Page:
Examining Adolescent Leisure Time across Cultures: Developmental Opportunities and Risks

Examining Adolescent Leisure Time across Cultures: Developmental Opportunities and Risks

Examining Adolescent Leisure Time across Cultures: Developmental Opportunities and Risks

Examining Adolescent Leisure Time across Cultures: Developmental Opportunities and Risks

Synopsis

To gain deeper insight into the developmental opportunities and risks that adolescents experience in their free time, this volume explores adolescents' daily leisure experience across countries. Each chapter describes the sociocultural contexts in which adolescents live, along with a profile of free-time activities. Collectively, the chapters highlight the differences and similarities between cultures; how family, peers, and wider social factors influence the use of free time; which societies provide more freedom and at what costs; and how adolescents cope with restricted degrees of freedom and with what consequences on their mental health and well-being.

Adolescence worldwide is a life period of role restructuring and social learning. Free-time activities provide opportunities to experiment with roles and develop new adaptive strategies and other interpersonal skills that have an impact on development, socialization, and the transition to adulthood. Leisure provides a rich context in which adolescents can gain control over their attentional processes and learn from relationships with peers, but it also has potential costs, such as involvement in deviant and risk behaviors. This volume is a valuable contribution to the research and discussion of this critical topic.

This is the 99th volume in the Jossey-Bass quarterly report series New Directions for Child and Adolescent Development.

Excerpt

Meery Lee

The pressures of a nationwide university entrance
examination consume Korean adolescents’ energies and
limit their free time, resulting in passive leisure that is
associated with depression and aggressive behavior
.

A 15-year-old girl’s daily life is a vivid testimony to the hardships the Korean
high school student is faced with. She leaves home for school at 7 A.M., taking
two lunch bags, one for supper, with her. After regular classes end at 5 P.M.,
she attends the “autonomous study classes” studying by herself until 10
P.M. The exhausted young girl returns home at about 10:30 P.M. and gets to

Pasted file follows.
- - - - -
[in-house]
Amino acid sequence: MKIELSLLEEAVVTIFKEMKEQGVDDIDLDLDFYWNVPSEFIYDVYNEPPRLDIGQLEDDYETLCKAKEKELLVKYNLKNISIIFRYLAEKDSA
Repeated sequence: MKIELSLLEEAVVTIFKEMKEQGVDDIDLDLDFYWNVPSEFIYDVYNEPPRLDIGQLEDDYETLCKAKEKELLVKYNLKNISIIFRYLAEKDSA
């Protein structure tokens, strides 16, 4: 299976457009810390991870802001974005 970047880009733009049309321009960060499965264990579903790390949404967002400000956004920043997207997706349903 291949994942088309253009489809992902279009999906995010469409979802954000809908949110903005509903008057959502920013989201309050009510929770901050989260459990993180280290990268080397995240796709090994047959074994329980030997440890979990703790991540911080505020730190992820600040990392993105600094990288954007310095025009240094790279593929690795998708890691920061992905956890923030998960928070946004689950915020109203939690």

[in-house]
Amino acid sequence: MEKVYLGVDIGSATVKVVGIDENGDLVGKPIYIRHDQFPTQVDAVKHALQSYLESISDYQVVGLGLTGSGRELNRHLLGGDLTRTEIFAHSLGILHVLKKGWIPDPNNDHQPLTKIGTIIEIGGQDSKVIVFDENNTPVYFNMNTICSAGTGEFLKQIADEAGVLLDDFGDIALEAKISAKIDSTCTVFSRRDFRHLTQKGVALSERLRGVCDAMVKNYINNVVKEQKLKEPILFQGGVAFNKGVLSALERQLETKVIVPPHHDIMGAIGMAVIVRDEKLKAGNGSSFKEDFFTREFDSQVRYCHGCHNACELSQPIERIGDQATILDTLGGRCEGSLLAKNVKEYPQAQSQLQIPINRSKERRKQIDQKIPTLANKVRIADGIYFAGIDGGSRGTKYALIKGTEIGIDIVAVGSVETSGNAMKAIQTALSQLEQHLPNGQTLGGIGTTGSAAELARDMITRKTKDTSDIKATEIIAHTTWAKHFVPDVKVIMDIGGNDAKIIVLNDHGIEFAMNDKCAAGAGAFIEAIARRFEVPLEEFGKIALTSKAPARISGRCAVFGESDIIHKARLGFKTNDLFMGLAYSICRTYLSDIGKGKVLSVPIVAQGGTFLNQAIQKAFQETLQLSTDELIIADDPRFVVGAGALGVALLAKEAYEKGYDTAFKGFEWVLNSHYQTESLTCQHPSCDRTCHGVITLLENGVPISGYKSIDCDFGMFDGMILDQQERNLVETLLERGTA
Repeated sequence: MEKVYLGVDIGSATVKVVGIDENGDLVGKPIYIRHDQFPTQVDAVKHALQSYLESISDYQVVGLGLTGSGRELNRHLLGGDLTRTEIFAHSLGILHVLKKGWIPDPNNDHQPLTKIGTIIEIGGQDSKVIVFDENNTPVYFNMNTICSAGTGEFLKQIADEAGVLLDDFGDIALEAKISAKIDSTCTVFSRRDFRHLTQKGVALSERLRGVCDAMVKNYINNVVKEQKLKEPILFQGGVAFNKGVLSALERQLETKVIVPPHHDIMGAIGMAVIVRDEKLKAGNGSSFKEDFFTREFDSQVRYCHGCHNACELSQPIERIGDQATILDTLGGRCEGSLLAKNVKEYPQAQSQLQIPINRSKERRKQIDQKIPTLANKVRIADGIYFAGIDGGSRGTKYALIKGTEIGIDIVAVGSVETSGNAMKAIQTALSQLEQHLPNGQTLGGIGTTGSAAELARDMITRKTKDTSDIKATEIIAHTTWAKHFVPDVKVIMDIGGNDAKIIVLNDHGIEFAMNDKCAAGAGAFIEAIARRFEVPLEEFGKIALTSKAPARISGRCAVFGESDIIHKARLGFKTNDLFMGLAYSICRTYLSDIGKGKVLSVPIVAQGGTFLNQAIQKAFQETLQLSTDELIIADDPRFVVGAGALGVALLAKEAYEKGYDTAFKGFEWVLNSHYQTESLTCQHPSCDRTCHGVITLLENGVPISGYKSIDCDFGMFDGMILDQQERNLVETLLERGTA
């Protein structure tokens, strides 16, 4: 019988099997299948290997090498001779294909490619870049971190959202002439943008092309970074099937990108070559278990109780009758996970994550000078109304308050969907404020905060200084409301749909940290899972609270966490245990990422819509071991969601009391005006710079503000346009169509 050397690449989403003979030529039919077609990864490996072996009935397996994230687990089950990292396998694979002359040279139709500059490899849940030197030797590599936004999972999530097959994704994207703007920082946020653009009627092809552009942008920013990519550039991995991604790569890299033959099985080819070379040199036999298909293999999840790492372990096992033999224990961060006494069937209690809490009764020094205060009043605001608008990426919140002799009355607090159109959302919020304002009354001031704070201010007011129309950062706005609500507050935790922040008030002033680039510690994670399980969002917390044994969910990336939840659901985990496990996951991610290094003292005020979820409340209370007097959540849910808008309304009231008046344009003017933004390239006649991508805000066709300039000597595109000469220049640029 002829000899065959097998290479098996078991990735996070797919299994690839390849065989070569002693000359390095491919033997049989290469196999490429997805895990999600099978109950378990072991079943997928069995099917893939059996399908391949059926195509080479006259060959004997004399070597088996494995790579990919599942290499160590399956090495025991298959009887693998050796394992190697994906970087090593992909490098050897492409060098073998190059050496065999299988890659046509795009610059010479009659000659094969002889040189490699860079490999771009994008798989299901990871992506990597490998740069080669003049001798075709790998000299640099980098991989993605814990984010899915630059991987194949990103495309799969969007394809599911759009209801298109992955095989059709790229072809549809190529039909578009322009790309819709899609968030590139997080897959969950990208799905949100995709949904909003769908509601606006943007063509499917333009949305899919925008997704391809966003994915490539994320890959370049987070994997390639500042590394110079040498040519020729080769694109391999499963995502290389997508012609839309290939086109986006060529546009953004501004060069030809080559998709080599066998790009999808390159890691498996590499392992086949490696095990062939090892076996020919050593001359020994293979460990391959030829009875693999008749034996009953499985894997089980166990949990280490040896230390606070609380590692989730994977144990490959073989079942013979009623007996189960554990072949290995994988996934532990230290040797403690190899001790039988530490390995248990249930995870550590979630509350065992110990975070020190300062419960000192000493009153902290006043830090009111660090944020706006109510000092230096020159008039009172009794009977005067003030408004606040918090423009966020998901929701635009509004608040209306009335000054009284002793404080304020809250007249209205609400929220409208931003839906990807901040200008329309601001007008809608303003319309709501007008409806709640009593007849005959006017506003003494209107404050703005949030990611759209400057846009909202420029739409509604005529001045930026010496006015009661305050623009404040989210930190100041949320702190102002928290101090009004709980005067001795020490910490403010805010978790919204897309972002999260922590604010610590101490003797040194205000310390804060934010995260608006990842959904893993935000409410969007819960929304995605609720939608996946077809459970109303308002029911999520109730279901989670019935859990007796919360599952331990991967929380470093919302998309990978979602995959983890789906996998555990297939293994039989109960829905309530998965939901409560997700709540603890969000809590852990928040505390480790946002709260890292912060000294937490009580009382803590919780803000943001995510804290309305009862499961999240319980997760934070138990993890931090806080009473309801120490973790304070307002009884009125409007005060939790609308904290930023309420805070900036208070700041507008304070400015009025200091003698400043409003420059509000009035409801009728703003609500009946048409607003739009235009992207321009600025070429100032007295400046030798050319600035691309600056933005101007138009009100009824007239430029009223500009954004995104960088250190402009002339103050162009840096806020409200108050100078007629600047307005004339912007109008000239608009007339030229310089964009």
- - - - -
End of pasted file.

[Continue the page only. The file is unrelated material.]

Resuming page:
bed around midnight at the earliest. Under the current system, this will be her
life for three years. Of course, there is no guarantee she will be able to enter
the university she wants. She has no family life, except for Sundays, and they
hardly ever see each other, let alone get together at the dining table for dinner.
People call this “ipsi chiok,” entrance examination hell. [“High School
Students Deprived of Spring,” 1996, p. 13]

In their traditional agricultural society, the Korean people valued active leisure activities, such as group dancing, singing, and praying for a good harvest. Youth enjoyed sports and cultural leisure activities, such as chukuk (a boys’ group game that involves kicking a ball made of straw), archery, writing poetry, drawing, and sewing (Youn, 1996). Such traditional active freetime activities played important roles for social unification, education, cultural transmission, and the solution of social problems (Leisure Culture Research, 1996). Although there were differences in the types of leisure activities that people engaged in according to sex, age, and social class, the critical point is that ancient Korean people enjoyed active leisure (Yun, 1996).

During the Chosun dynasty (1392–1910), enforced Confucian ideals, followed by forced modernization from Western and Japanese imperialism, led to severe cultural disruption and social instability. As a product of this change, Korean society came to place a high value on education for the next . . .

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